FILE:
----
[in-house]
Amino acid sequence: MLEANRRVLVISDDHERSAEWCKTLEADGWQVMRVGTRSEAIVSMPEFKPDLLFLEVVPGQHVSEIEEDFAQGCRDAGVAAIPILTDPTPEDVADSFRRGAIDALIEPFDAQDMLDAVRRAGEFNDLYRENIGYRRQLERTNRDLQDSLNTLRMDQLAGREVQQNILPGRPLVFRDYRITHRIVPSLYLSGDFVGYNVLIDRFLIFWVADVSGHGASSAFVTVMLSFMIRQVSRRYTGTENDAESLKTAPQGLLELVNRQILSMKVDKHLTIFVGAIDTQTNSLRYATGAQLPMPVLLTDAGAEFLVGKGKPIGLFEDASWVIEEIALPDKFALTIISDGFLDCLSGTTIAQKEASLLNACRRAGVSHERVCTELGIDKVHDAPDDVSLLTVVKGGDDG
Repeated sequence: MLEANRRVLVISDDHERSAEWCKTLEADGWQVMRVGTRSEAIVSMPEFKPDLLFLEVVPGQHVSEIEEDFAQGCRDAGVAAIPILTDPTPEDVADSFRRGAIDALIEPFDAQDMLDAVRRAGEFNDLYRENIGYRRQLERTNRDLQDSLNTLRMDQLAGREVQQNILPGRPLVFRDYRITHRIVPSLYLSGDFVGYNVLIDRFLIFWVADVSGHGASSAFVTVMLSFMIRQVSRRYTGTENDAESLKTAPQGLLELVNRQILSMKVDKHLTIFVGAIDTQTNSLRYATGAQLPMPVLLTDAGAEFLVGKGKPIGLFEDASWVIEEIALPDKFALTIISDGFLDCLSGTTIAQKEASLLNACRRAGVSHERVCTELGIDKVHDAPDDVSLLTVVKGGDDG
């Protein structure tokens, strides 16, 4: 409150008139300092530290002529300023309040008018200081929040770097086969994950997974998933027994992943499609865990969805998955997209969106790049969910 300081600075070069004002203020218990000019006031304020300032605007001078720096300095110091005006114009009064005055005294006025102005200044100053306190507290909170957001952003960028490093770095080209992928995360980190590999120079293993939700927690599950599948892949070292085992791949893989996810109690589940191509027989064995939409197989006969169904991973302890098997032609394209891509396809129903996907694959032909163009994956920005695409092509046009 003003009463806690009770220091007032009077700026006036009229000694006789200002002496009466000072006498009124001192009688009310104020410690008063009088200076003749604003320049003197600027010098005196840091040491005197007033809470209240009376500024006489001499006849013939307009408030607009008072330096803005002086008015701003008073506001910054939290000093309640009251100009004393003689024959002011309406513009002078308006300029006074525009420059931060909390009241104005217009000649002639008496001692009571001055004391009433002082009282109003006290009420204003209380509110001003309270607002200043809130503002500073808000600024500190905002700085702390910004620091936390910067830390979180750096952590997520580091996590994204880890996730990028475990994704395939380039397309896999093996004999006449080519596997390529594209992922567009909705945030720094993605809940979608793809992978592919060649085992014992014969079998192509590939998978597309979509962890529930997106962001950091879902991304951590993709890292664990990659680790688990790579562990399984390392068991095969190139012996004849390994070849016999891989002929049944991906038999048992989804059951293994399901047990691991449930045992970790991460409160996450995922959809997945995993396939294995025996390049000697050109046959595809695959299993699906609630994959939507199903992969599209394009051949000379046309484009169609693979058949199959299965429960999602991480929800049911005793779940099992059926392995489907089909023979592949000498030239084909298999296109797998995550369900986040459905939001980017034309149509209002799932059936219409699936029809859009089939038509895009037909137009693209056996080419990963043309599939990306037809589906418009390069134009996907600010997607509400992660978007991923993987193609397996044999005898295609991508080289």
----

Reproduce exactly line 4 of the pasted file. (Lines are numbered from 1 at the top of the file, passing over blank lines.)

């Protein structure tokens, strides 16, 4: 409150008139300092530290002529300023309040008018200081929040770097086969994950997974998933027994992943499609865990969805998955997209969106790049969910 300081600075070069004002203020218990000019006031304020300032605007001078720096300095110091005006114009009064005055005294006025102005200044100053306190507290909170957001952003960028490093770095080209992928995360980190590999120079293993939700927690599950599948892949070292085992791949893989996810109690589940191509027989064995939409197989006969169904991973302890098997032609394209891509396809129903996907694959032909163009994956920005695409092509046009 003003009463806690009770220091007032009077700026006036009229000694006789200002002496009466000072006498009124001192009688009310104020410690008063009088200076003749604003320049003197600027010098005196840091040491005197007033809470209240009376500024006489001499006849013939307009408030607009008072330096803005002086008015701003008073506001910054939290000093309640009251100009004393003689024959002011309406513009002078308006300029006074525009420059931060909390009241104005217009000649002639008496001692009571001055004391009433002082009282109003006290009420204003209380509110001003309270607002200043809130503002500073808000600024500190905002700085702390910004620091936390910067830390979180750096952590997520580091996590994204880890996730990028475990994704395939380039397309896999093996004999006449080519596997390529594209992922567009909705945030720094993605809940979608793809992978592919060649085992014992014969079998192509590939998978597309979509962890529930997106962001950091879902991304951590993709890292664990990659680790688990790579562990399984390392068991095969190139012996004849390994070849016999891989002929049944991906038999048992989804059951293994399901047990691991449930045992970790991460409160996450995922959809997945995993396939294995025996390049000697050109046959595809695959299993699906609630994959939507199903992969599209394009051949000379046309484009169609693979058949199959299965429960999602991480929800049911005793779940099992059926392995489907089909023979592949000498030239084909298999296109797998995550369900986040459905939001980017034309149509209002799932059936219409699936029809859009089939038509895009037909137009693209056996080419990963043309599939990306037809589906418009390069134009996907600010997607509400992660978007991923993987193609397996044999005898295609991508080289």